Developmental Biology:

Shulamit Levenberg*, Justin S. Golub*, Michal Amit [dagger], Joseph Itskovitz-Eldor [dagger], and Robert Langer*,[Dagger], "Endothelial Cells Derived from Human Embryonic Stem Cells," Proc. of the National Academy of Science, USA, Vol. 99, No. 7 (March 26, 2002).


* Department of Chemical Engineering, Massachusetts Institute of Technology, Cambridge, MA 02139; and

[dagger] Department of Obstetrics and Gynecology, Rambam Medical Center, Faculty of Medicine, The Technion, 35245 Haifa, Israel

Contributed by Robert Langer (February 7, 2002)


Human embryonic stem cells have the potential to differentiate into various cell types and, thus, may be useful as a source of cells for transplantation or tissue engineering. We describe here the differentiation steps of human embryonic stem cells into endothelial cells forming vascular-like structures. The human embryonic-derived endothelial cells were isolated by using Platelet Endothelial Cell-Adhesion Molecule-1 (PECAM-1) antibodies, their behavior was characterized in vitro and in vivo, and their potential in tissue engineering was examined. We show that the isolated embryonic PECAM-1+ cells, grown in culture, display characteristics similar to vessel endothelium. The cells express endothelial cell markers in a pattern similar to human umbilical vein endothelial cells, their junctions are correctly organized, and they have high metabolism of acetylated low-density lipoprotein. In addition, the cells are able to differentiate and form tube-like structures when cultured on matrigel. In vivo, when transplanted into SCID mice, the cells appeared to form microvessels containing mouse blood cells. With further studies, these cells could provide a source of human endothelial cells that could be beneficial for potential applications such as engineering new blood vessels, endothelial cell transplantation into the heart for myocardial regeneration, and induction of angiogenesis for treatment of regional ischemia.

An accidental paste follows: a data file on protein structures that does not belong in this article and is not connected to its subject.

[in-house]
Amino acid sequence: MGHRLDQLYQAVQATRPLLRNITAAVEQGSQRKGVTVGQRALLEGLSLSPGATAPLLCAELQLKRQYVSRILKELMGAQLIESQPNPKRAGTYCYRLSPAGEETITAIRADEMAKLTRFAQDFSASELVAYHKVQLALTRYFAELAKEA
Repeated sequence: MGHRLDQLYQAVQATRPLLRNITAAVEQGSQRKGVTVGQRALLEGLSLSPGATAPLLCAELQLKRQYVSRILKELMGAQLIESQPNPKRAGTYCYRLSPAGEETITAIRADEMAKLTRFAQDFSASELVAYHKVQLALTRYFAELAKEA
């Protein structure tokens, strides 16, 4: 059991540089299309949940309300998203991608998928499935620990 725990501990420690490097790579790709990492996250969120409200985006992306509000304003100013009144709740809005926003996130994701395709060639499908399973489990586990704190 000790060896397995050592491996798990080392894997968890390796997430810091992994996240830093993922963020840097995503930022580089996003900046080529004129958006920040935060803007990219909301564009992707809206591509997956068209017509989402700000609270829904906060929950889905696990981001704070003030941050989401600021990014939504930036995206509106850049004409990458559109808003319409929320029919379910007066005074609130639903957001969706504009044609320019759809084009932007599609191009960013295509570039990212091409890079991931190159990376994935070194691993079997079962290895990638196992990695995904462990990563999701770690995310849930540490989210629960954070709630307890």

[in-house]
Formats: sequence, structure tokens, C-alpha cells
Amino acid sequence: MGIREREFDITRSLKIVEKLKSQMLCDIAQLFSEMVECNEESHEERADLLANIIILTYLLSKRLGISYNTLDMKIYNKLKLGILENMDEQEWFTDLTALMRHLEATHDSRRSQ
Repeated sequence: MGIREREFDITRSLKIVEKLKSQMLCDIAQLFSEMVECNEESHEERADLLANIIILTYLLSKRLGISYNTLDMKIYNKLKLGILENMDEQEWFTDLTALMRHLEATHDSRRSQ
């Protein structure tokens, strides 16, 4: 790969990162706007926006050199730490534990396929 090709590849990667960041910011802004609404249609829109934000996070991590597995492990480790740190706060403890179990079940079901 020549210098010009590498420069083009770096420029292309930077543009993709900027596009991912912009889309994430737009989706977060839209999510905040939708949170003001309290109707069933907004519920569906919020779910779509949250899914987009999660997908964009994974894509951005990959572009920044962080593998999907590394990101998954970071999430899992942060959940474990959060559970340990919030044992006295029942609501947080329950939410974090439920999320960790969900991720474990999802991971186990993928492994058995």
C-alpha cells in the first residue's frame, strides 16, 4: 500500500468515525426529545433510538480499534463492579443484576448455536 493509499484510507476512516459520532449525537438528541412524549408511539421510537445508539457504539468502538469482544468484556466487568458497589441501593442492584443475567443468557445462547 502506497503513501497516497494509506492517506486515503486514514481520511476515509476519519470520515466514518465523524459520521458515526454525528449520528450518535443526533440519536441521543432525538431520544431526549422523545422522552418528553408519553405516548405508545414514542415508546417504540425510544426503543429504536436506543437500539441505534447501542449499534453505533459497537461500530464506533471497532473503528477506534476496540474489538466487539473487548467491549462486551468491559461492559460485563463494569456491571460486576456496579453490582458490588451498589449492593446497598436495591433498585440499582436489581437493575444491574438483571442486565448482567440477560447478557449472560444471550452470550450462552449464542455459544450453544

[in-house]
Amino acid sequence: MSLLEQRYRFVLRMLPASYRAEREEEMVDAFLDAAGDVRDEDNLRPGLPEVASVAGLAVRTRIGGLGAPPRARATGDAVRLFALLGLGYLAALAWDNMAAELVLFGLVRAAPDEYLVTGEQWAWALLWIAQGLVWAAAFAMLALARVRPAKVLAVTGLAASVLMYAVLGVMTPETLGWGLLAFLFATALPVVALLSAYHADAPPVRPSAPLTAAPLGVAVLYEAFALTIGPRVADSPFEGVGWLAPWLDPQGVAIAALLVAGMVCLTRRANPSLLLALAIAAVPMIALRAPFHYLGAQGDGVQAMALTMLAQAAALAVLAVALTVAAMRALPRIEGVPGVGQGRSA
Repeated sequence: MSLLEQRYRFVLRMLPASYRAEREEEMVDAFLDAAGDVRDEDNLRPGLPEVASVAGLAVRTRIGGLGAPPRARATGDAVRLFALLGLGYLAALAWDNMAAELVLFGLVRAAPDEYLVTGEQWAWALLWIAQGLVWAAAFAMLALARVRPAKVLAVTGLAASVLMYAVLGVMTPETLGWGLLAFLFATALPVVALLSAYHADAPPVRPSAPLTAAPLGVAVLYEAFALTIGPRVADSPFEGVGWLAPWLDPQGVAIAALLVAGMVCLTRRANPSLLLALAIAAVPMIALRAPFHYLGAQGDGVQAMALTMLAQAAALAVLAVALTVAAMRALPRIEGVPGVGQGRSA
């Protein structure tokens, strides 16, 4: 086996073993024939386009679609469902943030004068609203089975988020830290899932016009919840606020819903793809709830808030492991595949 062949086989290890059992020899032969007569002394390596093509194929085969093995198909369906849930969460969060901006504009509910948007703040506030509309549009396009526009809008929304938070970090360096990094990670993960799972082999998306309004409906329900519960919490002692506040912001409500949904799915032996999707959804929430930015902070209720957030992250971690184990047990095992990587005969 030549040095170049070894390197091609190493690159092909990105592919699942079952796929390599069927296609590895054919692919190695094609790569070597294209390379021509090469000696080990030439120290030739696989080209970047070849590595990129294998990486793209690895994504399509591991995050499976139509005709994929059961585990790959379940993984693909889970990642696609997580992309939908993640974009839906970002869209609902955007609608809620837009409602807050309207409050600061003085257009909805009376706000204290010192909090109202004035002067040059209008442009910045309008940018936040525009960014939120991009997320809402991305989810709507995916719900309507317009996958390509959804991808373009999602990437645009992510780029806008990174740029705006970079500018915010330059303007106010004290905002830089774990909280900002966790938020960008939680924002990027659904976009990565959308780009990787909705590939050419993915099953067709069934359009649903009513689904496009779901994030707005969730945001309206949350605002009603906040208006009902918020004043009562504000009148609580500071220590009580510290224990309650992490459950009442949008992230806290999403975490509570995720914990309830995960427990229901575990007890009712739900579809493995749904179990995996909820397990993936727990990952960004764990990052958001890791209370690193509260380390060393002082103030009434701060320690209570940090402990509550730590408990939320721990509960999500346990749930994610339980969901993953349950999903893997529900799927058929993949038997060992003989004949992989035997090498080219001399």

[Dagger ] To whom reprint requests should be addressed:

Department of Chemical Engineering, E25-342
Massachusetts Institute of Technology
77 Massachusetts Avenue
Cambridge, MA 02139